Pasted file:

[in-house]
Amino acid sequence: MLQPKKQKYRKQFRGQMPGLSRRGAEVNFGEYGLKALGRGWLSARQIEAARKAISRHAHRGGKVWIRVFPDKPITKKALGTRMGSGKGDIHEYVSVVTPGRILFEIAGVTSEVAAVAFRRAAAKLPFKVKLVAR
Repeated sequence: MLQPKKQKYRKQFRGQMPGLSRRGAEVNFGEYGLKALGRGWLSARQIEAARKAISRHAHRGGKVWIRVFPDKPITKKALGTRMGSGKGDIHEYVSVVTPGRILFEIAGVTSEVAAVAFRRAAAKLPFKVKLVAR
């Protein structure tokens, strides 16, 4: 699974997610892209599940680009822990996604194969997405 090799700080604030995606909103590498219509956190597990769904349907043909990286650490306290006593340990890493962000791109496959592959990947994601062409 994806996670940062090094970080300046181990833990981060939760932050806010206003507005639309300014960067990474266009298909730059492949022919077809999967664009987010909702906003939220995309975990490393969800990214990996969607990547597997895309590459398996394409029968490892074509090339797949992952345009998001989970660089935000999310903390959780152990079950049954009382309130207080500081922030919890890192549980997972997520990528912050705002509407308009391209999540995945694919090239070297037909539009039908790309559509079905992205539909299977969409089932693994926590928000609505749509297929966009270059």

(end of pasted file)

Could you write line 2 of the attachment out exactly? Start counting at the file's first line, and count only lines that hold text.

Amino acid sequence: MLQPKKQKYRKQFRGQMPGLSRRGAEVNFGEYGLKALGRGWLSARQIEAARKAISRHAHRGGKVWIRVFPDKPITKKALGTRMGSGKGDIHEYVSVVTPGRILFEIAGVTSEVAAVAFRRAAAKLPFKVKLVAR